Final Fantasy VIII-
There were elements of character individuality used, particularly in the limit breaks. However, the limit breaks were too rare to constitute major differences in game play. Likewise, the “Duel” command for Zell suffered in comparison to Sabin’s “Blitz” since “Duel” did not reward character and player development. Although later “Duel” uses gave both more time and complex attack commands, the system was broken by constant use of the basic “booya” and “punch rush” for the most damaging battle plan. Additionally, the draw/junction mechanics put character stat composition entirely within the player’s control, giving the character’s almost negligible individuality.
Final Fantasy IX-
It returned closest to the system put into place by VI. Parties made up of different characters do indeed play differently, and special commands are indeed prevalent. Additionally, the ability system personalized the characters to player’s usage. The only major set back with this game was the horribly broken “Trance” system. But still, the advances made in IX made it seem a return to form was possible in future installments.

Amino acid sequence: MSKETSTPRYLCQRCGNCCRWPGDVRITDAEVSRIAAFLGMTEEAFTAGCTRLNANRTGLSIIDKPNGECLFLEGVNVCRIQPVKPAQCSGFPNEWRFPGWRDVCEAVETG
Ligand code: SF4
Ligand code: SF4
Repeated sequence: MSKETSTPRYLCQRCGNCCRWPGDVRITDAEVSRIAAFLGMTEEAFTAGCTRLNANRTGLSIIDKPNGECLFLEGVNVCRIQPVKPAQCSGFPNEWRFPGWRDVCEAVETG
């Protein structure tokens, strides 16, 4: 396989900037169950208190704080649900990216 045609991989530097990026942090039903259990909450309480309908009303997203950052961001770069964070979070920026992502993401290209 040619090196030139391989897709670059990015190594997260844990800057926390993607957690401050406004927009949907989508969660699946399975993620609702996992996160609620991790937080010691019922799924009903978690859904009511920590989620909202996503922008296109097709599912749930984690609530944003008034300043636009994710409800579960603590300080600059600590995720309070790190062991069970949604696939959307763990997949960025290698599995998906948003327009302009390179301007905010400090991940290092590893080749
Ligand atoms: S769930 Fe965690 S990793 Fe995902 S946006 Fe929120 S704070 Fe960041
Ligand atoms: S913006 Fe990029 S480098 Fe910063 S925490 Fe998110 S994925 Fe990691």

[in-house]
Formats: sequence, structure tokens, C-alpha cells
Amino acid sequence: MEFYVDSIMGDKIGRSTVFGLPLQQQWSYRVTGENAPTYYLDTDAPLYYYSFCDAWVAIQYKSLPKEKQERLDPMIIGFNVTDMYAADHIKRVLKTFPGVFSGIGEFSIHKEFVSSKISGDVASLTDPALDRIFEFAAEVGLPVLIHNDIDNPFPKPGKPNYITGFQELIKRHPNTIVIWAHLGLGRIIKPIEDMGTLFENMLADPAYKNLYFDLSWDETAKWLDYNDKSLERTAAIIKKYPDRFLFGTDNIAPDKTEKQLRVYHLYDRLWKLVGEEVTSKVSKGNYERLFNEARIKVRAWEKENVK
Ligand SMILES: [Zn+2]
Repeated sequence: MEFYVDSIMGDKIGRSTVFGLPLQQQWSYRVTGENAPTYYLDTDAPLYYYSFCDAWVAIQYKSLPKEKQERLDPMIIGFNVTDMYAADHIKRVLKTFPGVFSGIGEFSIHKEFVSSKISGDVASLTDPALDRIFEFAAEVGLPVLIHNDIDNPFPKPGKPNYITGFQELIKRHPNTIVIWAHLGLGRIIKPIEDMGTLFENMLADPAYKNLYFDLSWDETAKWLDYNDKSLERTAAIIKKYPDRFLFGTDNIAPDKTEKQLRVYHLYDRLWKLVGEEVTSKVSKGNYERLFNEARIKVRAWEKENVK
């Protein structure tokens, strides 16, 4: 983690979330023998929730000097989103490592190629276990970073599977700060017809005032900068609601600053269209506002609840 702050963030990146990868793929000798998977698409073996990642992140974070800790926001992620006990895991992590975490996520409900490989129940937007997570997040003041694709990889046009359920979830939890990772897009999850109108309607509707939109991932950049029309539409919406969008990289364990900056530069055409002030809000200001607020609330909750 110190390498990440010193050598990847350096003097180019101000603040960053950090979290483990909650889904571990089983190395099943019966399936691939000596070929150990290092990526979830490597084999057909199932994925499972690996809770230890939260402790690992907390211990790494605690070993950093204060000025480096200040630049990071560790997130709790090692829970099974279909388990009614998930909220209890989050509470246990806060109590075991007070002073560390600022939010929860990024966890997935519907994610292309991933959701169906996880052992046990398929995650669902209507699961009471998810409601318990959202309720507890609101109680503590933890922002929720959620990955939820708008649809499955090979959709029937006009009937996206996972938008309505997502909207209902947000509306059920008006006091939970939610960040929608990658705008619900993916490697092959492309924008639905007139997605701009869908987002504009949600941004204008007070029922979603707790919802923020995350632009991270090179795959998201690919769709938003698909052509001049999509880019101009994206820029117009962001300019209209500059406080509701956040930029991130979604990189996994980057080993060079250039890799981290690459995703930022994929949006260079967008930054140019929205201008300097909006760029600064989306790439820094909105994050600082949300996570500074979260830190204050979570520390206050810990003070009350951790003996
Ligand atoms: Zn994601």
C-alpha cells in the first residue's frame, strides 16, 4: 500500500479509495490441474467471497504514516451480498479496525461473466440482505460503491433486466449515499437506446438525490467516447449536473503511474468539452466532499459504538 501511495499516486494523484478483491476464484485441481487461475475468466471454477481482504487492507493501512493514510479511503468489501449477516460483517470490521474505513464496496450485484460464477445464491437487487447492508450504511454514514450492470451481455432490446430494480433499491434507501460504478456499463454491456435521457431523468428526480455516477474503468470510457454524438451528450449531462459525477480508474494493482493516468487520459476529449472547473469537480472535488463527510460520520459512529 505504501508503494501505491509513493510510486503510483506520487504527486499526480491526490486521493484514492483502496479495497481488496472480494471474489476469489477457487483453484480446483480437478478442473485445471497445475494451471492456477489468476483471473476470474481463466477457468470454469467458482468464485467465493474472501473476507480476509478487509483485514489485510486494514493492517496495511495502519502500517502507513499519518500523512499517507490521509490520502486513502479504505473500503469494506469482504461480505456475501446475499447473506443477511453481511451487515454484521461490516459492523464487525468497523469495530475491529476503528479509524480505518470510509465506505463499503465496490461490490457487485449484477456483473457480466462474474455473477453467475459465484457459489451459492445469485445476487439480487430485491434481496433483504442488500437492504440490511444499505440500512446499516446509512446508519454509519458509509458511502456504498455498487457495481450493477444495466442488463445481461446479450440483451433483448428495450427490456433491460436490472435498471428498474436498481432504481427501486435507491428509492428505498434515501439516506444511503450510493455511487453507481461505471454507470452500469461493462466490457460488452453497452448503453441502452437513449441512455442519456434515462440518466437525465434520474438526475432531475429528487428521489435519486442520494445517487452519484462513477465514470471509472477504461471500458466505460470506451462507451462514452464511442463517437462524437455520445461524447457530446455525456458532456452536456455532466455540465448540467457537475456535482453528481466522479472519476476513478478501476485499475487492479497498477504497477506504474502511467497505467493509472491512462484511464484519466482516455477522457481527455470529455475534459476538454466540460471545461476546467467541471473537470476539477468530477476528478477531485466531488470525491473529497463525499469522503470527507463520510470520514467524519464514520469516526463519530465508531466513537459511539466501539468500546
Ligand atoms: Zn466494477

Final Fantasy X-
It’s going to be hard to strongly criticize this game, since it’s my second favorite in the series. Indeed, the character swap system made the group feel like an actual “party” and not “three characters chosen to fight enemies while everyone else hangs back on the airship”. Additionally, by letting characters have marked advantages over certain enemies, it was ensured all characters would be placed in heavy rotation. The system weakens a tad when it comes to the “Overdrive” commands. Like the limit breaks of VII, a great many of the “Overdrive” inputs in X don’t feel true to the character. For instance, although Wakka is of a sunny disposition and takes things rather likely, it doesn’t necessarily translate into using slots for his most powerful attack. Likewise, would a veteran such as Auron struggle with memorizing button pressing to unleash a tornado of fire? (Which remains one of the coolest specials I’ve ever seen in any game ever) I know it sounds nitpicky, but the advantages of the characters in X don’t ring as true to their characterizations as those in VI.